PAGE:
I’m constantly seeing stuff about Bitcoin, although admittedly a significant amount of it is jokes about how no one can understand it. I’m not sure why play money invented by smug tech geeks really deserves national attention; we might as well discuss the value of Koopabits or Hyrulian Rupees. Bitcoin almost seems like a parody of money: its value shifts constantly with little indication as to why, and people obtain it through a complicated process of moving data around without doing anything useful to anyone else. I guess that, in a way, all money works kind of like that, just not to such extremes. But people actually gain and lose significant amounts of capital by investing in it, which makes it much less of a joke. According to the Wikipedia article, “Bitcoins are created as a reward for a process known as mining,” which is “a record-keeping service done through the use of computer processing power. Miners keep the blockchain consistent, complete, and unalterable by repeatedly verifying and collecting newly broadcast transactions into a new group of transactions called a block.” Why anyone would be rewarded for doing this seemingly utterly useless thing isn’t something I can fully grasp. That’s probably part of why I couldn’t hack it as a computer science major. Also, apparently Bitcoin mining involves wasting a lot of real electricity. And it’s caught on as a means of payment for illegal goods on the Dark Web, which probably isn’t the reputation its techie supporters were hoping for.
The system of money in general originated ages ago basically as a convenient means of keeping track of assets, more organized than barter or simply recording debts.
As such, it seems like money would have a consistent value, but it doesn’t. The value of one kind of currency is constantly rising or falling relative to others, if not quite as much as the value of actual goods and services are. The earliest form of money was commodity money, which was made of a substance with actual value. This largely shifted to representative money, and finally to fiat money, where the notes don’t have any intrinsic value at all. There’s a significant trend of people hoarding gold, but in truth it doesn’t have a lot of intrinsic value either. Sure, it has SOME, as it’s very ductile and malleable (thanks, eighth grade chemistry!), but it seems to be consistently popular more because it’s shiny and pretty, and I’m not sure economics can be based on aesthetics like that.
The gold supporters do have a point in that there’s a finite amount of gold (or any other commodity), while there’s theoretically nothing stopping governments from printing as much paper money as they want.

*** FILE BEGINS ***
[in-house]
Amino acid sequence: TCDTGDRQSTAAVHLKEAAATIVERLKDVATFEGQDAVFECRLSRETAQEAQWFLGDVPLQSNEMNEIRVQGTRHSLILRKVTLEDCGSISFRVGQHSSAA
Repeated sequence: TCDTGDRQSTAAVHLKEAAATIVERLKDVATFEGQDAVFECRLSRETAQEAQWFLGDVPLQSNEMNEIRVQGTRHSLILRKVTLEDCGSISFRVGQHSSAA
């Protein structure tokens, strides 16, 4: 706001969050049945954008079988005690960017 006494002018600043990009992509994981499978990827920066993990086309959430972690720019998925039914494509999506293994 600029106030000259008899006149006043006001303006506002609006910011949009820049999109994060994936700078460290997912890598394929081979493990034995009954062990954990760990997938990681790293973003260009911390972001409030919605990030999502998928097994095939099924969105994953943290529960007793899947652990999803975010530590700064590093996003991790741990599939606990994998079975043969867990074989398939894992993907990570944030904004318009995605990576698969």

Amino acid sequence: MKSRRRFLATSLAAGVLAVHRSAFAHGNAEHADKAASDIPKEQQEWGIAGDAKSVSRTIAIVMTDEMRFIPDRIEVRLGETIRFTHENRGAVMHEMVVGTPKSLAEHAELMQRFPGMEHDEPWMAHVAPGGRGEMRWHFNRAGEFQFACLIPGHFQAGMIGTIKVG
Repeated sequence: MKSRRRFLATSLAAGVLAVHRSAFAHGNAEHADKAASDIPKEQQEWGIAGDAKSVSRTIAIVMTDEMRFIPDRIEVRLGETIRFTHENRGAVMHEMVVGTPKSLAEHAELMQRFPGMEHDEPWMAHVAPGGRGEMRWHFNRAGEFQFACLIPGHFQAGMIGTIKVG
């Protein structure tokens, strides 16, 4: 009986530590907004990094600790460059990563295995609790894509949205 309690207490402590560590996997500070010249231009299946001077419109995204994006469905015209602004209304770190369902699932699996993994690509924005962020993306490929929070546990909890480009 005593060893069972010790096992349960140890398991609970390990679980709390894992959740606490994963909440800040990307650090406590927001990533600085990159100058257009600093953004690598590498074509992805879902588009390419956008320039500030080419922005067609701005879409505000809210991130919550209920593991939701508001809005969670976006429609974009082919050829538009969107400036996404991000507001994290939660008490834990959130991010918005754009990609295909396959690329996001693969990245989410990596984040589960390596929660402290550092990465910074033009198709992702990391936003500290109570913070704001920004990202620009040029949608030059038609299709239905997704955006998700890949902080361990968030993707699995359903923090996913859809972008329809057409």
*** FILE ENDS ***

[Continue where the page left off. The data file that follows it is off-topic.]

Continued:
Obviously there are regulations to control this, but I’m not completely sure how they work. And there needs to be constant circulation of currency in order to keep the system feasible, which means making new stuff occasionally.
The stock market is a fairly sound idea, based around investors helping to finance a company, then that company sharing its profits with the investors. To my mind, the problem comes in more because the value of stock ISN’T totally based on a corporation’s output, but rather on internal politics and people buying and selling.
Karl Marx‘s idea was that the value of goods and services should lie entirely on the amount of labor put into producing it. This isn’t entirely true, but I still think it’s weird when money is gained or lost when no goods or services are involved at all.
It sort of makes a mockery of the very idea of a money economy if people are getting rich without doing anything to benefit society. Isn’t the whole idea that, if you contribute something, you get something back? Even that isn’t totally working these days, since there are more people who need jobs than there are jobs that need doing, but I’d say that making money simply by maneuvering it is a problem in and of itself. And money can easily be used to gain power, another issue where I don’t think our society has come up with an adequate solution. It’s especially bad nowadays when politicians flat-out admit they’re working for their donors rather than the voters.
And really, what’s to stop them? Yes, we can vote them out, and sometimes we do; but there are still way too many blatantly uncaring leaders who get into power. There’s always the possibility of public protest, but it often seems like the masses are too complacent for that, and it doesn’t help when the government actively tries to make such things dangerous for the participants. Sure, sometimes the needs of the many outweigh the needs of the few, but self-preservation is still important. And when hardly anyone pays attention anyway, it makes sacrifice seem pointless. I’m getting off the topic of money here, though. One thing that’s related but kind of puzzles me is how much lobbyists will pay to influence politicians to make policies that will benefit them later; it sounds like a bad investment, as there’s no guarantee things WILL work out their way in the future. Sadly, though, it’s been quite effective, or they wouldn’t keep doing it.
I guess you could say that a summary of my thoughts here is that money sucks in general, but money that can’t be traced to any real goods or services is even worse, and that’s how cryptocurrency comes across to me. Perhaps the real problem with Bitcoin is that you can’t dive around in it like a porpoise, burrow through it like a gopher, or toss it up and let it hit you on the head.